Quality CareFind out why Mayo Clinic is the right place for your health care. Make an appointment.
Meet the StaffFind a directory of doctors and departments at all Mayo Clinic campuses. Visit now.
Research and Clinical TrialsSee how Mayo Clinic research and clinical trials advance the science of medicine and improve patient care. Explore now.
Visit Our SchoolsEducators at Mayo Clinic train tomorrow’s leaders to deliver compassionate, high-value, safe patient care. Choose a degree.
Professional ServicesExplore Mayo Clinic’s many resources and see jobs available for medical professionals. Get updates.
Give to Mayo ClinicHelp set a new world standard in care for people everywhere. Give now.
Mayo Clinic offers appointments in Arizona, Florida and Minnesota and at Mayo Clinic Health System locations.
Subscribe to Housecall
Our general interest e-newsletter keeps you up to date on a wide variety of health topics.
Humor can heal the soul, it's true.
Many of you writing on the blog are using humor to deal with the reality of cancer. It seems like it's worth talking about, because research has shown that humor and laughter can reduce stress, control pain, improve our immune system and promote healing.
When you laugh, it increases oxygen flow and circulation, lowers blood pressure and just makes you feel better. Think back to the last time you had a good laugh; how did you feel? Free from stress, happy, light-hearted and relaxed are a few feelings that come to mind. Laughter can give you a sense of release of emotions and can be a great distraction from a situation that is heavy and challenging.
Here's a list of ways to incorporate moments of humor into daily life. See what you think. And, please feel free to add to this list.
Having cancer isn't funny; it's a serious and life-changing event. However, it might be worth a try to incorporate a little humor into your daily life. If you're already doing this, please write in and tell your story. We would love to hear from you.
Sheryl M. Ness, R.N.
Selecting "Submit" signifies that you have read and agree to our posting guidelines.
My mom has recurring breast cancer. We do try the funny movies and lots of humor. This really does help. Laughter will help get through this difficult time. Sometimes you just need to get away from the worries you have over the cancer. Use laughter as much as needed
I downloaded comedy routines on my IPod, I listened to them all through my first chemotherapy session. It really helped take my mind off of how nervous I was and it relaxed me. I also made sure to watch funny movies, avoid dark, sad things like the news during treatment. It worked for me, so thought I would share.
In my opinion, most of the behavior is related with the type of cancer you have and the stage it was detected. In my case I was diagnosed prostate cancer in an early stage, believe me I haven't gave a dam to it. It is like I caught a flew and I waiting for the appointment with the doctor to treat it(for having brachytherapy). I don't even talk about it and I don't like anybody ask me "how I feel or going". I keep living a really normal life NO difference, taking the medicines I am supposed to. I can't say that I feel great NO I don't feel anything. Just I feel normal.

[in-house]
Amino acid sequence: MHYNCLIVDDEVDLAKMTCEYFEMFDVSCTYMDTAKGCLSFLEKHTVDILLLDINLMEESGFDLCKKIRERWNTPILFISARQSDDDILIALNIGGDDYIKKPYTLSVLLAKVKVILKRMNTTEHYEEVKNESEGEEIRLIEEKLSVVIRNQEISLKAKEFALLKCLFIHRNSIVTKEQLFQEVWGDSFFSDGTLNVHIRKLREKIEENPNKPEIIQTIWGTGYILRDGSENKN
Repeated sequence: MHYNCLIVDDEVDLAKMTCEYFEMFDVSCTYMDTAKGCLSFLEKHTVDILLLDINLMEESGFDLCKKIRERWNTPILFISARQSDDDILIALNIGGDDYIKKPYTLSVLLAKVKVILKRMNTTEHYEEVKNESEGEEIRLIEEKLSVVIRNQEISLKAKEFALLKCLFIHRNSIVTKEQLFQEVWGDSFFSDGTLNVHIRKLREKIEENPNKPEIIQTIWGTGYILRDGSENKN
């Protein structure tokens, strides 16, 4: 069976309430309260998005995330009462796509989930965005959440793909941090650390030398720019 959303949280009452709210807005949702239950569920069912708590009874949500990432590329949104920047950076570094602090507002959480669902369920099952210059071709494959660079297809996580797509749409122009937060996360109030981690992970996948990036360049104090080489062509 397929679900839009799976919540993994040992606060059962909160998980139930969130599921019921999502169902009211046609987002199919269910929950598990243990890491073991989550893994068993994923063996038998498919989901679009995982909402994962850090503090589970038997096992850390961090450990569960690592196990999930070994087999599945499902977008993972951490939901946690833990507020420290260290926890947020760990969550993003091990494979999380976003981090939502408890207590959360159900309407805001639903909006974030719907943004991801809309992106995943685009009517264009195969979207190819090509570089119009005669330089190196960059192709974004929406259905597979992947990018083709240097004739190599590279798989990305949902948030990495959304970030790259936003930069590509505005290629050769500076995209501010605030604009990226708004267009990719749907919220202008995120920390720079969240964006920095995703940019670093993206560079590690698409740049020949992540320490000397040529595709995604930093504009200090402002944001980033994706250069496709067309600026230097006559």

just recently confrimed cancer diagnosis and I believe in the power of laughter, and giving the best and cheapest gift that can ever be given, "a smile and a good laugh".most of the time if you just ask for a smile from someone they will get a good laugh that will go along with it .Heck i call my doc "Happyman" I plan to stay positive though out any treatment i have in front of me. to all reading this give me a SMILE PLEASE :.)
I have been a goof-ball all my life. I love to see people laugh maybe its influence and trying situations that has changed my life and others. I worked in emergency departments and nursing homes. I was in college and wrote a thesis on humor. Patch Adams had and still has a Beowulf that humor helps heal the human body via humor. His ideals to me hit the nail on the head. My wife was diagnosed with stage three breast cancer November last year and is in chemotherapy now
We are seperated because she is staying with her dad because of financial constraints and work. She's had a rt massectomy and this came upon her very fast. She's doing wonderful mentally and physically. I bought her a Chihuahua toy puppy..he keeps her hoping and he's actually been a blessing to her because it keeps her mind off her situation and makes her laugh all the time. He was worth the investment. I talk to her by phone almost every night and when I do I make jokes and give her the support that she needs. I am not the hero she is! She's the love of my life and best friend. Wish us well.
I write a blog called "The Corner of Laughter and Prayer" and, yes, humor may be a coping mechanism to those of us in the cancer world, but it works. I look for "the funny" whenever we visit a doctor, a hospital, or just at home. I write about it. It is a great release of tension and it's wondrous to read months later...and laugh all over again. Laughter doesn't come at first; first you're in shock, then disbelief, then you are angry (you're grieving)...after that, all bets are off and it's time to find joy in life despite the disease. Don't let it define you; you define it! And don't forget to pray and tell that disease that you have a God that's bigger than it could ever be.
A Happy New Year to all!